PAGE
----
by SIMON CARPENTER, Chief Technology Adviser at SAP Africa
JOHANNESBURG – “TALENT hits a target no one else can hit. Genius hits a target no one else can see.” – Arthur Schopenhauer. 1788 – 1860
THROUGHOUT human history, genius has always risen above the herd to change the way we see things and how we live in the world; Plato, Newton, Einstein, Goethe, Galilei, Hawking, Darwin, Curie and Franklin are some well-known examples.
But, pre-eminent in this panoply of intellect and talent one name rises above them all; Leonardo da Vinci.
Scientist, anatomist, inventor, artist and much more he is the original Renaissance man, the polymath who set the benchmark for all others.
It is entirely appropriate that SAP has chosen the name Leonardo to represent its broad and pioneering Digital Innovation system.
In this second decade of the 21st Century, as the Digital Revolution accelerates, every organisation must transcend Industrial-era structures, thinking and practices and embark on a journey of Digital Transformation.
They must stoke their curiosity about a better future and turn that into real value. They must synthesise new and emerging technologies into better ways of doing things.
It is for these reasons that SAP launched the SAP Leonardo Digital Innovation System. It its quest to help the world run better and improve peoples’ lives SAP realised that organisations of every stripe need a coherent, consistent and cost-effective approach to embedding Digital Technologies into the fabric of their organisations; whether they are optimising what already exists to remain competitive and profitable, or whether they are creating an entirely new Customer Experience or Business Model.
Exponential Advances in Science & Technology reach Maturity
Never in the history of humanity have we experienced such an amazing rate of progress in Science and Technology.
On every front, in every discipline, every domain, every industry and every facet of life we witness exponential progress and astonishing abundance. It is unlike anything that has gone before.
This is not an acceleration of the long-running Industrial Revolution but rather something entirely new. It is a major discontinuity and arguably a step change in human evolution.
In almost every case this progress is being fuelled by data, communications and analytics in some or other combination. The exponential improvements in and simultaneously plummeting costs of renewable energy and batteries, sensors, communications, storage, computing, algorithms, and smart devices are creating new opportunities for value.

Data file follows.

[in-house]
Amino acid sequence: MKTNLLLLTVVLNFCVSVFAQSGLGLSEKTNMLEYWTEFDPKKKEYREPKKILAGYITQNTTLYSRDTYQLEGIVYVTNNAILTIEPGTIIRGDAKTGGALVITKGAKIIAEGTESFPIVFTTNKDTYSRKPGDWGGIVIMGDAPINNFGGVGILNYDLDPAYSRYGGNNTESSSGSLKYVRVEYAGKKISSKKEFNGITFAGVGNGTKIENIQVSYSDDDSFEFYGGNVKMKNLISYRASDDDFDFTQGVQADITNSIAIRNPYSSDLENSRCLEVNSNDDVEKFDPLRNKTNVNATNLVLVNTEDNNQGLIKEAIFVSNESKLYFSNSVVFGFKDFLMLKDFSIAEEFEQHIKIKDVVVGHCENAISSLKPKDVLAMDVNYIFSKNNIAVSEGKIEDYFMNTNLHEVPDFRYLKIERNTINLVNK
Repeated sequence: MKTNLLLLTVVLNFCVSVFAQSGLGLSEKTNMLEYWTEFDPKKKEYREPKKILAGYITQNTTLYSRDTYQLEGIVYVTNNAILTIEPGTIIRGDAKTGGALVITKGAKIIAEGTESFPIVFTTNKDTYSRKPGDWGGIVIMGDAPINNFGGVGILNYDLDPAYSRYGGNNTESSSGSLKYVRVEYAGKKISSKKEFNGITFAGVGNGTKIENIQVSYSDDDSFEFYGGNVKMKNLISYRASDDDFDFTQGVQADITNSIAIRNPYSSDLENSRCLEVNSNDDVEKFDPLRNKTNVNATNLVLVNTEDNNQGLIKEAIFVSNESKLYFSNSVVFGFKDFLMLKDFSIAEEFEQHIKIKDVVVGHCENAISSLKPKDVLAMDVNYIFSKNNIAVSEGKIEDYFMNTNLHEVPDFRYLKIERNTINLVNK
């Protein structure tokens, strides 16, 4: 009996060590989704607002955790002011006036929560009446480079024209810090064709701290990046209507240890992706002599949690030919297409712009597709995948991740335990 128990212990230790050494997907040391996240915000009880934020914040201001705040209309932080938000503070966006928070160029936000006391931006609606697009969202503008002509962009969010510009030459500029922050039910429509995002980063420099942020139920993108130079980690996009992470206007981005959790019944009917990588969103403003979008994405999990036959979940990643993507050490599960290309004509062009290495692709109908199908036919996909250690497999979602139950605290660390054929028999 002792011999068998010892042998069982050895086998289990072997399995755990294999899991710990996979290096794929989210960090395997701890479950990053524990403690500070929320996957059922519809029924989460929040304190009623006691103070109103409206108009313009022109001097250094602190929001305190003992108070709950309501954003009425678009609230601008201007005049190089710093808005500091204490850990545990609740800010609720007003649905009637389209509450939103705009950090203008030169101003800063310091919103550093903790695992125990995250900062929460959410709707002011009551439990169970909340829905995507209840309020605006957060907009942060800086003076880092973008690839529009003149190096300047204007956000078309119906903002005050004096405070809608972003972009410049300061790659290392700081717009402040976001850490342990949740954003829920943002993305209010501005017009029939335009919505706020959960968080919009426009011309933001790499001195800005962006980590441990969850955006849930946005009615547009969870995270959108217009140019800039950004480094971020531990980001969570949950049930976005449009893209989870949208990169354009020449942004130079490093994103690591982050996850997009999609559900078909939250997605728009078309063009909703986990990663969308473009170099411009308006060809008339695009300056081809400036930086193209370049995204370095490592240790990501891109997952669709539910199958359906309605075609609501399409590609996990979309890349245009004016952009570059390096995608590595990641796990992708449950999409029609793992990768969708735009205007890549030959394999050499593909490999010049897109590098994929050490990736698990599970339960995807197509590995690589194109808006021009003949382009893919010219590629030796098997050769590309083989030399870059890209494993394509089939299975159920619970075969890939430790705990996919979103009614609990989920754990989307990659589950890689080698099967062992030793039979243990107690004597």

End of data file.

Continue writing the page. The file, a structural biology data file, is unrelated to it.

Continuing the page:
New companies, unencumbered by legacy investments and mindsets, are seizing the opportunity to disrupt every industry and they are doing this by leveraging the speed and agility of Cloud computing. If you are an incumbent organization wanting to stay relevant you absolutely must transform. And in this data-driven world that means Digital Transformation.
Hyper-Connectivity, fuelled by massive data flows, transforms our ability to build inclusive societies and efficient industries. If data is the essential lubricant, hyper-connectivity is the engine, allowing us to connect, synthesise and consume information in previously unimaginable ways.
Many of the exemplary new Exponential Organisations like uber, AirBnB, GitHub, Kaggle, Kickstarter, Quirky and others have recognised that it’s no longer about owning the historical factors of production and trying to compete like we did in the Industrial era.
It’s about access and networks and orchestration. It’s about hyper-connectivity and capturing value in the relationships between industries and players. It’s about inclusivity, collaboration and co-creation of value.
It’s about becoming the platform for some or other aspect of human life. Data is the fuel but the network makes it possible and re-configures how value is created, experienced and captured.
As Leonardo da Vinci said: “Learn how to see. Realize that everything connects to everything else.”
And, ironically, while we may think this is new, it isn’t. Leonardo recognised it 500 years ago; he just didn’t have the technology enablers that we enjoy today.